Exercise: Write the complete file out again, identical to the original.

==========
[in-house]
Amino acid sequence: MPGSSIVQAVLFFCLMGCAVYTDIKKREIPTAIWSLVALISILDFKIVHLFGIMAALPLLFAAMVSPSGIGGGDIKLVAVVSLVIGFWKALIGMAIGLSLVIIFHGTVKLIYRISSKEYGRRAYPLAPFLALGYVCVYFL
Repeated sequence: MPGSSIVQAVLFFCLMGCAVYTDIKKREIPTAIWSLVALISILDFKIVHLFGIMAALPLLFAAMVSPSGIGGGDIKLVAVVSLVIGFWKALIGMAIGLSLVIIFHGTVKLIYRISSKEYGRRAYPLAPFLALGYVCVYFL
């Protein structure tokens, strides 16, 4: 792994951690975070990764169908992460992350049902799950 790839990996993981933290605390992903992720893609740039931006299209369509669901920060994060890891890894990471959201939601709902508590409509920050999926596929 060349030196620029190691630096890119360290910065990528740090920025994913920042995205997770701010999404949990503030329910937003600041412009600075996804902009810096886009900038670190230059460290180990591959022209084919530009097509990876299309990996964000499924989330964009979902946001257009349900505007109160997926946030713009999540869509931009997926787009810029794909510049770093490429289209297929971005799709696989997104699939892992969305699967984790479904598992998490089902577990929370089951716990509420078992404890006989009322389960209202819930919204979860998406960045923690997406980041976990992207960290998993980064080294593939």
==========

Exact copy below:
[in-house]
Amino acid sequence: MPGSSIVQAVLFFCLMGCAVYTDIKKREIPTAIWSLVALISILDFKIVHLFGIMAALPLLFAAMVSPSGIGGGDIKLVAVVSLVIGFWKALIGMAIGLSLVIIFHGTVKLIYRISSKEYGRRAYPLAPFLALGYVCVYFL
Repeated sequence: MPGSSIVQAVLFFCLMGCAVYTDIKKREIPTAIWSLVALISILDFKIVHLFGIMAALPLLFAAMVSPSGIGGGDIKLVAVVSLVIGFWKALIGMAIGLSLVIIFHGTVKLIYRISSKEYGRRAYPLAPFLALGYVCVYFL
């Protein structure tokens, strides 16, 4: 792994951690975070990764169908992460992350049902799950 790839990996993981933290605390992903992720893609740039931006299209369509669901920060994060890891890894990471959201939601709902508590409509920050999926596929 060349030196620029190691630096890119360290910065990528740090920025994913920042995205997770701010999404949990503030329910937003600041412009600075996804902009810096886009900038670190230059460290180990591959022209084919530009097509990876299309990996964000499924989330964009979902946001257009349900505007109160997926946030713009999540869509931009997926787009810029794909510049770093490429289209297929971005799709696989997104699939892992969305699967984790479904598992998490089902577990929370089951716990509420078992404890006989009322389960209202819930919204979860998406960045923690997406980041976990992207960290998993980064080294593939």